Directed by Steven Soderbergh | Written by Ed Solomon | 115 min | Crave
Detroit, 1954. Curt Goynes (Don Cheadle) gets offered a job fresh out of prison, the kind work that involves heaters and a wad of cash for three hours of his time. He meets up with Ronald Russo (Benicio Del Toro) and Charley (Kieran Culkin), a smart fella named Doug Jones (Brendan Fraser) pulling the strings.
Wearing ridiculous masks, they invade the Wertz home, terrorizing Matt and Mary (David Harbour and Amy Seimetz) and their two kids, Matthew Jr and Peggy (Noah Jupe and Lucy Holt). They want number-cruncher Matt to get a document from the safe in Matt’s boss’ office. Pretty simple, right? Nope. This operation goes south. That brings in a cop, Joe Finney (Jon Hamm), a gangster named Capelli (Ray Liotta), and his wife (Julia Fox).
Since Soderbergh came out of retirement, he’s been prolific and never less than interesting, with films like High Flying Bird, The Laundromat, and Let Them All Talk. This light-on-its-feet crime drama is right in his sweet spot — approaching the genius of Out Of Sight, with a bit of a Coen-esque spin — though on a Venn Diagram of Soderbergh’s and the Coen Brothers’ work you’ll see plenty of overlap in careers that have run over more than 30 years. They mostly share an abiding love for American genre movies.
Despite Soderbergh’s confidence and abilities, his achilles’ heel as a storyteller is a restless formalism. He sometimes seems more interested in the structure of his films than their themes.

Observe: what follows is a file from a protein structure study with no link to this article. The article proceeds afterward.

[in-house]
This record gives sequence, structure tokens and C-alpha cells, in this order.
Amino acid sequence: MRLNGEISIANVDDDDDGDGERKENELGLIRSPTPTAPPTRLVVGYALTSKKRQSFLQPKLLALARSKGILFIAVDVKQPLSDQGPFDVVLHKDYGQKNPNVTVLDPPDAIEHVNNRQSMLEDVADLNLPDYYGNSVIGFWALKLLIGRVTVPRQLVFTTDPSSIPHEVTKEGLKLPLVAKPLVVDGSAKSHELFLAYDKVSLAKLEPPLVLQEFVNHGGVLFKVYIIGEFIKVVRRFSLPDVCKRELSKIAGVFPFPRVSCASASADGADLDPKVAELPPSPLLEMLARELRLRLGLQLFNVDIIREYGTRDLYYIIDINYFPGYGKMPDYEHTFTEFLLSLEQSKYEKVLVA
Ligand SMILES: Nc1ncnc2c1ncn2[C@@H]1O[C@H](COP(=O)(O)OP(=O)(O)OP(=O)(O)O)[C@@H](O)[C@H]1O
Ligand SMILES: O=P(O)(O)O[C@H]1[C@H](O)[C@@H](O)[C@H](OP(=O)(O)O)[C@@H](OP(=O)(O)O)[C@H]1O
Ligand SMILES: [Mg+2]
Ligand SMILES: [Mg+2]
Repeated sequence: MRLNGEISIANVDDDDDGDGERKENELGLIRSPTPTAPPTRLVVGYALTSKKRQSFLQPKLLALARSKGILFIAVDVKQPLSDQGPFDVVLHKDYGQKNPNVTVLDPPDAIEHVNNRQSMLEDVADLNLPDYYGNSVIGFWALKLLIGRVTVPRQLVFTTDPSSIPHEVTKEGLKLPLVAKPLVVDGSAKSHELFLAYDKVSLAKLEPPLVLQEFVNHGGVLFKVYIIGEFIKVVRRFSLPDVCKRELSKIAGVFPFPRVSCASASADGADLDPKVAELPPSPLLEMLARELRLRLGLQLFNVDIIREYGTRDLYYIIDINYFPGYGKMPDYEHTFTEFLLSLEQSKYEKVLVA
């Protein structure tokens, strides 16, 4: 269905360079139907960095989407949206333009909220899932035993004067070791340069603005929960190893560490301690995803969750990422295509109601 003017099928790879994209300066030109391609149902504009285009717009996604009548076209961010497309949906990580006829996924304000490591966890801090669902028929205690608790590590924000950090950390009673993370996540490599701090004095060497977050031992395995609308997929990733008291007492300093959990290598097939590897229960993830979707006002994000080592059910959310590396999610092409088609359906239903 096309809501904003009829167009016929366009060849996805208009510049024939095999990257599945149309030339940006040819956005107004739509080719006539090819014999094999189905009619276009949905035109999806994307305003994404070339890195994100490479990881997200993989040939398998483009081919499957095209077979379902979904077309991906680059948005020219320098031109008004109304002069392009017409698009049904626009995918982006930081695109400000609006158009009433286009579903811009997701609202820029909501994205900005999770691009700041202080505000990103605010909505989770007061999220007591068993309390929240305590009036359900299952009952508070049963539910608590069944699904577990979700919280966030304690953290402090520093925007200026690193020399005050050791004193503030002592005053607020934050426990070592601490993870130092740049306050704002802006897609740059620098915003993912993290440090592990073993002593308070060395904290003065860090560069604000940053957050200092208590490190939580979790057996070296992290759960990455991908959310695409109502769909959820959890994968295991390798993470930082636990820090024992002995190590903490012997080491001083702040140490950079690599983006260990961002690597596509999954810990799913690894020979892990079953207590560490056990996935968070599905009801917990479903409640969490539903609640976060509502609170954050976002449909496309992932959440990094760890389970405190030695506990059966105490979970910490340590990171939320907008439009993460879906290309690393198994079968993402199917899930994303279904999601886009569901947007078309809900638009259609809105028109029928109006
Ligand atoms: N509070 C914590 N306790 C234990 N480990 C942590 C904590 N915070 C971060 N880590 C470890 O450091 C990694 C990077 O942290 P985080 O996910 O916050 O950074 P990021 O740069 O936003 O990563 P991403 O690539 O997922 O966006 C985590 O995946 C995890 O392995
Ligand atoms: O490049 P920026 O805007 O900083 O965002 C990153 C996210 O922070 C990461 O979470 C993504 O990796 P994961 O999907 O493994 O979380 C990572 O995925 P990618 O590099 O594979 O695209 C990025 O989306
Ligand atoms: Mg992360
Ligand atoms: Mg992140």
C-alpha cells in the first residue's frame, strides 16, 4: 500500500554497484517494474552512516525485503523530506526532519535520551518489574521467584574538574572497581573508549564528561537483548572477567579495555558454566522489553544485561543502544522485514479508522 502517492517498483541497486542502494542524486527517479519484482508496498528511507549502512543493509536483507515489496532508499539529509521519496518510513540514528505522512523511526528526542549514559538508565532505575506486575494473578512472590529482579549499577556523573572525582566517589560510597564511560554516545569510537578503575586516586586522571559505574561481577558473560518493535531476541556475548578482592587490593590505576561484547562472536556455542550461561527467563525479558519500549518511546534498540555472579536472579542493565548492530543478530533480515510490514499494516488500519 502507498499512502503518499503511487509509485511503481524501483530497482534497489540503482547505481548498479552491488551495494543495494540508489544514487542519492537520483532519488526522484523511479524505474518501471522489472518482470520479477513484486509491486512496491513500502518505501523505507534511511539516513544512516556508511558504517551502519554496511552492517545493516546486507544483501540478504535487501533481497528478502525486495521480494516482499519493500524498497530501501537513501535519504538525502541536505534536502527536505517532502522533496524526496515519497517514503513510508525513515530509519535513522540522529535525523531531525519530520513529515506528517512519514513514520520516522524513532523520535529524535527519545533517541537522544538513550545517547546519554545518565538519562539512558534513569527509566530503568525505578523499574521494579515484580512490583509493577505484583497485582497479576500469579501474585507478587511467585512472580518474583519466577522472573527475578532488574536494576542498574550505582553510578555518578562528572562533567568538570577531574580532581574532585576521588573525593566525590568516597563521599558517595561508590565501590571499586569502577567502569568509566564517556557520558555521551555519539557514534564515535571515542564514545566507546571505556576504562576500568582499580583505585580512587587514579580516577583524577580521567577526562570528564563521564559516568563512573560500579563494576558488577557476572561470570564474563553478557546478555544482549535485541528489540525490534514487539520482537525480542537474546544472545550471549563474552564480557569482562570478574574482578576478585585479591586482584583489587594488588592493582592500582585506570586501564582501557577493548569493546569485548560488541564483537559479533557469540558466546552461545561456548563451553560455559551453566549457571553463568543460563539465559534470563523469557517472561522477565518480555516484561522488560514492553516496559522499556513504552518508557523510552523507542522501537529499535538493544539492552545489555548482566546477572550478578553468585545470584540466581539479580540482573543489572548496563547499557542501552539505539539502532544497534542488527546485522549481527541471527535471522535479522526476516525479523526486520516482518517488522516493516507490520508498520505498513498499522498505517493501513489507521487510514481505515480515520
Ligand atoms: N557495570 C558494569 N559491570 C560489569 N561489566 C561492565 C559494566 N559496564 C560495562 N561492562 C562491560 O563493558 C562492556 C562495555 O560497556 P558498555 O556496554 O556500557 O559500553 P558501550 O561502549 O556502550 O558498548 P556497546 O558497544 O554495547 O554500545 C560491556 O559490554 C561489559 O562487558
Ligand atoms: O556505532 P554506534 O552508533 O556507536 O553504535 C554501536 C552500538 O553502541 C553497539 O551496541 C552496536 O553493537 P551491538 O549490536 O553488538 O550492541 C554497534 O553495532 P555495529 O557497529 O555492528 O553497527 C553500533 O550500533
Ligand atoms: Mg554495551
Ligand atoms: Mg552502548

The major stylistic flourish this time out is choosing to shoot with a very wide-angle lens for most, if not all, the shots, complete with a vignette filter. (Soderbergh’s serving as his own cinematographer here, under the pseudonym Peter Andrews.) As soon as the camera pans, we get potent, even distracting, distortion. This would be queasy-making on a big screen, so I guess it’s a good thing its on Crave.
Which is fine. It does tend to drive home the fact that this is a story with characters moving through dizzying moral uncertainty. No Sudden Move dips deeply into noir — everyone here has to live, or die, with decisions made right on screen, tilting toward the dark or toward the light.
The picture, which starts as a loose remake of Desperate Hours, evolves nicely — the second half is a lot more fun than the first. The characters play a deadly game of cross and double-cross over a macguffin born out of the auto industry. Late arriving players include the awesome Bill Duke and an uncredited Matt Damon, playing the Ned Beatty-in-Network role, giving chilling speeches across a boardroom table.
The picture’s playful tone and the script’s dry wit is to its credit — nowhere near the high-style of Soderbergh’s Ocean‘s films or even Logan Lucky, but a lot more entertaining than The Good German or The Informant. Much of that has to do with a game cast.
Harbour is especially good as the accountant in between a rock and a hard place, underplaying all the ham he brought to bear in the recent Black Widow. Cheadle is also excellent, delivering his lines with a growl we haven’t heard from him before. And Amy Seimetz is terrific as a woman who understands her husband a lot better than he thinks she does.